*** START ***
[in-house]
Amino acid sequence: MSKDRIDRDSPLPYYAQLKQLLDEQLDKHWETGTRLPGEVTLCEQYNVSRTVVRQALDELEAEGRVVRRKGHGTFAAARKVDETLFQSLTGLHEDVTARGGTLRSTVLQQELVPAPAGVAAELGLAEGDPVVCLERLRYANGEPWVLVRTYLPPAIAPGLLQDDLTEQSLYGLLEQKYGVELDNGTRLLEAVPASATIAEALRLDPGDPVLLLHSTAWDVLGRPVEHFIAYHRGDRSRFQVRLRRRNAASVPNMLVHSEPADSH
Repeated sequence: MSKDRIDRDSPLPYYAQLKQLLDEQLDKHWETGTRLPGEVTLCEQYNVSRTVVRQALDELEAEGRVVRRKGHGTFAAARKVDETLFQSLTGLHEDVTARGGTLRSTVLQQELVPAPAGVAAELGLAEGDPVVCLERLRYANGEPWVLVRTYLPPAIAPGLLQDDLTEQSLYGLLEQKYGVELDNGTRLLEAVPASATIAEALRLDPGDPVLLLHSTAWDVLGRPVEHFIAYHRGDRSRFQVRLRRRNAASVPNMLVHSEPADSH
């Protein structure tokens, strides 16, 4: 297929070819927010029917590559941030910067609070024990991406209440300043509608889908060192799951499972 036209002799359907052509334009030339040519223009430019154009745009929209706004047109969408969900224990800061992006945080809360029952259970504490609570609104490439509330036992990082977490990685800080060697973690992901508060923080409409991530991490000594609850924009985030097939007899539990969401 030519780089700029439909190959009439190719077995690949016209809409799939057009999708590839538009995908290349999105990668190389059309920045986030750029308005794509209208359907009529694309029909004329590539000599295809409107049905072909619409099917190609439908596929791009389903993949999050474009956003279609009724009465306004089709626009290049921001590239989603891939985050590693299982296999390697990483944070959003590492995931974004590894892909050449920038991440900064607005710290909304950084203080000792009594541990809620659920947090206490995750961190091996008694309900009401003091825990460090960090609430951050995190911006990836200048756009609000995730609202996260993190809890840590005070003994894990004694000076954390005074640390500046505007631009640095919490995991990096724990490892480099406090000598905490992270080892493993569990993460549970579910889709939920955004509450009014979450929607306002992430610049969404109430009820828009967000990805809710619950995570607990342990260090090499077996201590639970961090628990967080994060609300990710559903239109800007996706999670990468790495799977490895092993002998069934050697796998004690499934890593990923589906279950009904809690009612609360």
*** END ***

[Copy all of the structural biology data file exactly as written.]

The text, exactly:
[in-house]
Amino acid sequence: MSKDRIDRDSPLPYYAQLKQLLDEQLDKHWETGTRLPGEVTLCEQYNVSRTVVRQALDELEAEGRVVRRKGHGTFAAARKVDETLFQSLTGLHEDVTARGGTLRSTVLQQELVPAPAGVAAELGLAEGDPVVCLERLRYANGEPWVLVRTYLPPAIAPGLLQDDLTEQSLYGLLEQKYGVELDNGTRLLEAVPASATIAEALRLDPGDPVLLLHSTAWDVLGRPVEHFIAYHRGDRSRFQVRLRRRNAASVPNMLVHSEPADSH
Repeated sequence: MSKDRIDRDSPLPYYAQLKQLLDEQLDKHWETGTRLPGEVTLCEQYNVSRTVVRQALDELEAEGRVVRRKGHGTFAAARKVDETLFQSLTGLHEDVTARGGTLRSTVLQQELVPAPAGVAAELGLAEGDPVVCLERLRYANGEPWVLVRTYLPPAIAPGLLQDDLTEQSLYGLLEQKYGVELDNGTRLLEAVPASATIAEALRLDPGDPVLLLHSTAWDVLGRPVEHFIAYHRGDRSRFQVRLRRRNAASVPNMLVHSEPADSH
């Protein structure tokens, strides 16, 4: 297929070819927010029917590559941030910067609070024990991406209440300043509608889908060192799951499972 036209002799359907052509334009030339040519223009430019154009745009929209706004047109969408969900224990800061992006945080809360029952259970504490609570609104490439509330036992990082977490990685800080060697973690992901508060923080409409991530991490000594609850924009985030097939007899539990969401 030519780089700029439909190959009439190719077995690949016209809409799939057009999708590839538009995908290349999105990668190389059309920045986030750029308005794509209208359907009529694309029909004329590539000599295809409107049905072909619409099917190609439908596929791009389903993949999050474009956003279609009724009465306004089709626009290049921001590239989603891939985050590693299982296999390697990483944070959003590492995931974004590894892909050449920038991440900064607005710290909304950084203080000792009594541990809620659920947090206490995750961190091996008694309900009401003091825990460090960090609430951050995190911006990836200048756009609000995730609202996260993190809890840590005070003994894990004694000076954390005074640390500046505007631009640095919490995991990096724990490892480099406090000598905490992270080892493993569990993460549970579910889709939920955004509450009014979450929607306002992430610049969404109430009820828009967000990805809710619950995570607990342990260090090499077996201590639970961090628990967080994060609300990710559903239109800007996706999670990468790495799977490895092993002998069934050697796998004690499934890593990923589906279950009904809690009612609360």